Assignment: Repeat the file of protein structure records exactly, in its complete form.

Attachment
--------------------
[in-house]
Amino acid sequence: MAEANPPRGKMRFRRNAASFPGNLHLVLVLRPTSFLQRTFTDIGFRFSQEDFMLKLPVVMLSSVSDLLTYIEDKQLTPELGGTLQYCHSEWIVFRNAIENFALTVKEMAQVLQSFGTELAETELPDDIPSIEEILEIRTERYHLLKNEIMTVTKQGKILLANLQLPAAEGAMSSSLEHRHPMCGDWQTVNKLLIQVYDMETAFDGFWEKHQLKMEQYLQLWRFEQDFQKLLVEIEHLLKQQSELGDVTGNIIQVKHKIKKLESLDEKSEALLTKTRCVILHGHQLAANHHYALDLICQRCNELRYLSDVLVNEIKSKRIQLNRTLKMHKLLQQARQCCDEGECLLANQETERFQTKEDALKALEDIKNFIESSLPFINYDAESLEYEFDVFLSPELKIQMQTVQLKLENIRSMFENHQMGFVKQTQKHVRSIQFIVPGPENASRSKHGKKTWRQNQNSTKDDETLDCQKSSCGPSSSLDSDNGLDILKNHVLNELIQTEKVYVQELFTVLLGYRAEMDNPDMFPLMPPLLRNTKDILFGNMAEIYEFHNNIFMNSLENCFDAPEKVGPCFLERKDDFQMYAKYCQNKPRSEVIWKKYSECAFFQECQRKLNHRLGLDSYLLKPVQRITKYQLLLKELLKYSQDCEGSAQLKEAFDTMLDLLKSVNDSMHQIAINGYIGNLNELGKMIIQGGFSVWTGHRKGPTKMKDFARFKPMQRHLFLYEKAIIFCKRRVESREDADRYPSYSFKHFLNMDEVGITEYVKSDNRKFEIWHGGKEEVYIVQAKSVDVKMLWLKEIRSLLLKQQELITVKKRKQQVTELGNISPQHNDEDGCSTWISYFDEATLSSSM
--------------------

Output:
[in-house]
Amino acid sequence: MAEANPPRGKMRFRRNAASFPGNLHLVLVLRPTSFLQRTFTDIGFRFSQEDFMLKLPVVMLSSVSDLLTYIEDKQLTPELGGTLQYCHSEWIVFRNAIENFALTVKEMAQVLQSFGTELAETELPDDIPSIEEILEIRTERYHLLKNEIMTVTKQGKILLANLQLPAAEGAMSSSLEHRHPMCGDWQTVNKLLIQVYDMETAFDGFWEKHQLKMEQYLQLWRFEQDFQKLLVEIEHLLKQQSELGDVTGNIIQVKHKIKKLESLDEKSEALLTKTRCVILHGHQLAANHHYALDLICQRCNELRYLSDVLVNEIKSKRIQLNRTLKMHKLLQQARQCCDEGECLLANQETERFQTKEDALKALEDIKNFIESSLPFINYDAESLEYEFDVFLSPELKIQMQTVQLKLENIRSMFENHQMGFVKQTQKHVRSIQFIVPGPENASRSKHGKKTWRQNQNSTKDDETLDCQKSSCGPSSSLDSDNGLDILKNHVLNELIQTEKVYVQELFTVLLGYRAEMDNPDMFPLMPPLLRNTKDILFGNMAEIYEFHNNIFMNSLENCFDAPEKVGPCFLERKDDFQMYAKYCQNKPRSEVIWKKYSECAFFQECQRKLNHRLGLDSYLLKPVQRITKYQLLLKELLKYSQDCEGSAQLKEAFDTMLDLLKSVNDSMHQIAINGYIGNLNELGKMIIQGGFSVWTGHRKGPTKMKDFARFKPMQRHLFLYEKAIIFCKRRVESREDADRYPSYSFKHFLNMDEVGITEYVKSDNRKFEIWHGGKEEVYIVQAKSVDVKMLWLKEIRSLLLKQQELITVKKRKQQVTELGNISPQHNDEDGCSTWISYFDEATLSSSM